A report by the Massachusetts Executive Office of Public Safety found that the State Police Office of Alcohol Testing routinely failed to provide pro-defense information to defendants’ attorneys as is required by the law and constitution.
The 126-page report states that the Office of Alcohol Testing “made serious errors in judgment” during the discovery phase of criminal trials. During this phase, the prosecution is required to provide notice of its entire case, along with any evidence they have that could help the defense’s case.
Prosecutors are not supposed to win convictions through trickery or deceit. Instead, they are to pursue justice in an adversarial process where neither side is surprised by the state’s case. Pro-defense evidence, often called “exculpatory evidence” must be turned over to the defendant’s attorney as part of due process of law. The U.S. Supreme Court held this in the 1963 case Brady v. Maryland, so pro-defense evidence is sometimes called “Brady evidence.”
The errors in judgment made by the Office of Alcohol Testing “were enabled by a longstanding and insular institutional culture that was reflexively guarded, which frequently failed to seek out or take advantage of available legal resources, and which was inattentive to the legal obligations borne by those whose work facilitates criminal prosecutions,” reads the report.
The technical leader of the OAT has now been terminated, according to a state spokesperson. The state undersecretary for Forensic Science and Technology will assume oversight of the Office until new policies can be put into place.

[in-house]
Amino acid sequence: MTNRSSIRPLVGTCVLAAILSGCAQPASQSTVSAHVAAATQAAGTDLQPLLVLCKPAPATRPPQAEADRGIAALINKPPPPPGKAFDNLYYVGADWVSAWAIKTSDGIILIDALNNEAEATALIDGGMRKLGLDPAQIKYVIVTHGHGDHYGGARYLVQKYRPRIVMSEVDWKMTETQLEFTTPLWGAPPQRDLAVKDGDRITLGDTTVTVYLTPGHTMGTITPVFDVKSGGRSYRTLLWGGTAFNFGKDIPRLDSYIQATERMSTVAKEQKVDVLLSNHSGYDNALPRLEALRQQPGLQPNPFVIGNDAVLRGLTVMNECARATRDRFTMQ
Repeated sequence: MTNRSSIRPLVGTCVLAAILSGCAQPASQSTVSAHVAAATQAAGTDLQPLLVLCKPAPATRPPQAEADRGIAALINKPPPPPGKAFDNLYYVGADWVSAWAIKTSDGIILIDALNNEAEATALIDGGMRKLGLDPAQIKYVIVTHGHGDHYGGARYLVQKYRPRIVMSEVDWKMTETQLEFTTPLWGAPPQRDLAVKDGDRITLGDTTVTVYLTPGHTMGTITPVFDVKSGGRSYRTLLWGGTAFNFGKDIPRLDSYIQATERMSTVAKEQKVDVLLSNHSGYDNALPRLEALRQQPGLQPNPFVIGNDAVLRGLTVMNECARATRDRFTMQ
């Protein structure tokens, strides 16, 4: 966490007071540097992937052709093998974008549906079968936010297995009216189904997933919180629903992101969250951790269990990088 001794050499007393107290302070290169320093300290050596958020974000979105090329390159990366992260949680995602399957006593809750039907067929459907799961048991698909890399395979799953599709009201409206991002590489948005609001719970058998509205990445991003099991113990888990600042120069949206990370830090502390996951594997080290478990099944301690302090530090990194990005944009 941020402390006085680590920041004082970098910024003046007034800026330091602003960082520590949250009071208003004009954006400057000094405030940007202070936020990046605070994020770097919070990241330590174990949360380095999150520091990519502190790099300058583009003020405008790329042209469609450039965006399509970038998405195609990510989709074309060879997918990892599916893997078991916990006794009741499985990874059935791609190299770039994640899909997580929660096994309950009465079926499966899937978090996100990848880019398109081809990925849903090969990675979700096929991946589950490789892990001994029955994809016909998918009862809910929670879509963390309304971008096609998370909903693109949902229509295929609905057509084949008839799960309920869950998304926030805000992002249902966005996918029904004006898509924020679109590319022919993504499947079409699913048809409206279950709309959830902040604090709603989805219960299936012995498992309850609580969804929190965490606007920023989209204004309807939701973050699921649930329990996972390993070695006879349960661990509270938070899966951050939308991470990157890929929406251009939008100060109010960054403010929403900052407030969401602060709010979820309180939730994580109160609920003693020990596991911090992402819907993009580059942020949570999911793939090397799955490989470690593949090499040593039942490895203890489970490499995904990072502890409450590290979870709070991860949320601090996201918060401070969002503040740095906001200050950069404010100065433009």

The issue came to light because defense lawyers noticed that the OAT was withholding key evidence in the form of maintenance and calibration records for breath testing machines. Attorneys representing approximately 750 defendants had called into question the accuracy of Draeger 9510 Alcotest breath testing machines, which were introduced into use in Massachusetts in 2011.
Evidence of improper calibration or maintenance can be crucial to an OUI defendant’s case because breath test results can be inaccurate unless the machines are properly cared for and the tests are administered correctly.
“This impacts every single breath test that was ever conducted on that machine,” said one attorney. “This is a colossal issue.”
The state was quick to point out that the report does not actually claim that any breath tests were inaccurate or that any machines were calibrated incorrectly. Instead, the report only made the case that the OAT had violated the constitutional rights of defendants by refusing them the evidence they had a right to see.
The issue could affect thousands of OUI convictions. If you have been found guilty of OUI in recent years, it may be well worth your time to contact a defense attorney now.